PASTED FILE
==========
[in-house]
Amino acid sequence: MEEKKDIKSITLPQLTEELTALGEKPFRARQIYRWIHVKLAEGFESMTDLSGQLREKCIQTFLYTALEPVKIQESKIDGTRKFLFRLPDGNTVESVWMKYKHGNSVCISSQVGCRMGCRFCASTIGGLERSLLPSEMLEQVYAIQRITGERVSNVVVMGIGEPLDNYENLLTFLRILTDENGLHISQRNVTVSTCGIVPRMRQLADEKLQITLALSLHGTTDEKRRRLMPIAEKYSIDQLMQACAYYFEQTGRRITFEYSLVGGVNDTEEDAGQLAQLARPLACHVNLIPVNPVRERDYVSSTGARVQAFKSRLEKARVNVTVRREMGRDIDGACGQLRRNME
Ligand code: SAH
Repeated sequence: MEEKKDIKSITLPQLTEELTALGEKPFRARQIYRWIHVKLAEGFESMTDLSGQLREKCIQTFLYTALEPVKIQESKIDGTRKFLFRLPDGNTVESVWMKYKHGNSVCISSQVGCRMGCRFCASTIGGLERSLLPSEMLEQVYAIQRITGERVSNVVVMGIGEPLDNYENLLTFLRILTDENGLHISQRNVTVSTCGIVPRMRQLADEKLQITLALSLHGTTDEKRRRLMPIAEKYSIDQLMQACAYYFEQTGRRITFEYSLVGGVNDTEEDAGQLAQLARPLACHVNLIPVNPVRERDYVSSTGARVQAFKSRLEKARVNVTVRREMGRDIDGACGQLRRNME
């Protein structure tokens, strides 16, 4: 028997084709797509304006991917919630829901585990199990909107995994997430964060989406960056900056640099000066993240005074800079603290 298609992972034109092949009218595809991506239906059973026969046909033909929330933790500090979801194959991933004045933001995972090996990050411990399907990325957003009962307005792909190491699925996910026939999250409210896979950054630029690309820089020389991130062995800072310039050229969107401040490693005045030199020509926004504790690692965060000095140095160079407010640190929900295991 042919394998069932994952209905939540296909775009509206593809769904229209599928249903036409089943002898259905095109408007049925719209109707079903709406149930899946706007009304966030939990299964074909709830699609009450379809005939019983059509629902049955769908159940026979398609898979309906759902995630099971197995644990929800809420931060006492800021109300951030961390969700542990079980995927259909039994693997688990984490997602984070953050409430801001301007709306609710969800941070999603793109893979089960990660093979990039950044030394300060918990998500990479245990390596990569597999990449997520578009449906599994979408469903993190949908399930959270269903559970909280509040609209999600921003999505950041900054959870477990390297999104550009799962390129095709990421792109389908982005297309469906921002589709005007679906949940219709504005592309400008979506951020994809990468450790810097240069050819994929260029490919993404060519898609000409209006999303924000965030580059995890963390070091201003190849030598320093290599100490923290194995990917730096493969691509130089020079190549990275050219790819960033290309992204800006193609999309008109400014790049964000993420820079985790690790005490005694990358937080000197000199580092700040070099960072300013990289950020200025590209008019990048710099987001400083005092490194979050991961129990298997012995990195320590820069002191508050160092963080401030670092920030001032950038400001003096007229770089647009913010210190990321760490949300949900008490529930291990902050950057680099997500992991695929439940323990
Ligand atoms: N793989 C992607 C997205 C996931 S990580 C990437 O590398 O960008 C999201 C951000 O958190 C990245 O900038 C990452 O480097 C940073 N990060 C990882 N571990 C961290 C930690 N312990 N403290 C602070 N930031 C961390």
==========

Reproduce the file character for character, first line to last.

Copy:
[in-house]
Amino acid sequence: MEEKKDIKSITLPQLTEELTALGEKPFRARQIYRWIHVKLAEGFESMTDLSGQLREKCIQTFLYTALEPVKIQESKIDGTRKFLFRLPDGNTVESVWMKYKHGNSVCISSQVGCRMGCRFCASTIGGLERSLLPSEMLEQVYAIQRITGERVSNVVVMGIGEPLDNYENLLTFLRILTDENGLHISQRNVTVSTCGIVPRMRQLADEKLQITLALSLHGTTDEKRRRLMPIAEKYSIDQLMQACAYYFEQTGRRITFEYSLVGGVNDTEEDAGQLAQLARPLACHVNLIPVNPVRERDYVSSTGARVQAFKSRLEKARVNVTVRREMGRDIDGACGQLRRNME
Ligand code: SAH
Repeated sequence: MEEKKDIKSITLPQLTEELTALGEKPFRARQIYRWIHVKLAEGFESMTDLSGQLREKCIQTFLYTALEPVKIQESKIDGTRKFLFRLPDGNTVESVWMKYKHGNSVCISSQVGCRMGCRFCASTIGGLERSLLPSEMLEQVYAIQRITGERVSNVVVMGIGEPLDNYENLLTFLRILTDENGLHISQRNVTVSTCGIVPRMRQLADEKLQITLALSLHGTTDEKRRRLMPIAEKYSIDQLMQACAYYFEQTGRRITFEYSLVGGVNDTEEDAGQLAQLARPLACHVNLIPVNPVRERDYVSSTGARVQAFKSRLEKARVNVTVRREMGRDIDGACGQLRRNME
């Protein structure tokens, strides 16, 4: 028997084709797509304006991917919630829901585990199990909107995994997430964060989406960056900056640099000066993240005074800079603290 298609992972034109092949009218595809991506239906059973026969046909033909929330933790500090979801194959991933004045933001995972090996990050411990399907990325957003009962307005792909190491699925996910026939999250409210896979950054630029690309820089020389991130062995800072310039050229969107401040490693005045030199020509926004504790690692965060000095140095160079407010640190929900295991 042919394998069932994952209905939540296909775009509206593809769904229209599928249903036409089943002898259905095109408007049925719209109707079903709406149930899946706007009304966030939990299964074909709830699609009450379809005939019983059509629902049955769908159940026979398609898979309906759902995630099971197995644990929800809420931060006492800021109300951030961390969700542990079980995927259909039994693997688990984490997602984070953050409430801001301007709306609710969800941070999603793109893979089960990660093979990039950044030394300060918990998500990479245990390596990569597999990449997520578009449906599994979408469903993190949908399930959270269903559970909280509040609209999600921003999505950041900054959870477990390297999104550009799962390129095709990421792109389908982005297309469906921002589709005007679906949940219709504005592309400008979506951020994809990468450790810097240069050819994929260029490919993404060519898609000409209006999303924000965030580059995890963390070091201003190849030598320093290599100490923290194995990917730096493969691509130089020079190549990275050219790819960033290309992204800006193609999309008109400014790049964000993420820079985790690790005490005694990358937080000197000199580092700040070099960072300013990289950020200025590209008019990048710099987001400083005092490194979050991961129990298997012995990195320590820069002191508050160092963080401030670092920030001032950038400001003096007229770089647009913010210190990321760490949300949900008490529930291990902050950057680099997500992991695929439940323990
Ligand atoms: N793989 C992607 C997205 C996931 S990580 C990437 O590398 O960008 C999201 C951000 O958190 C990245 O900038 C990452 O480097 C940073 N990060 C990882 N571990 C961290 C930690 N312990 N403290 C602070 N930031 C961390």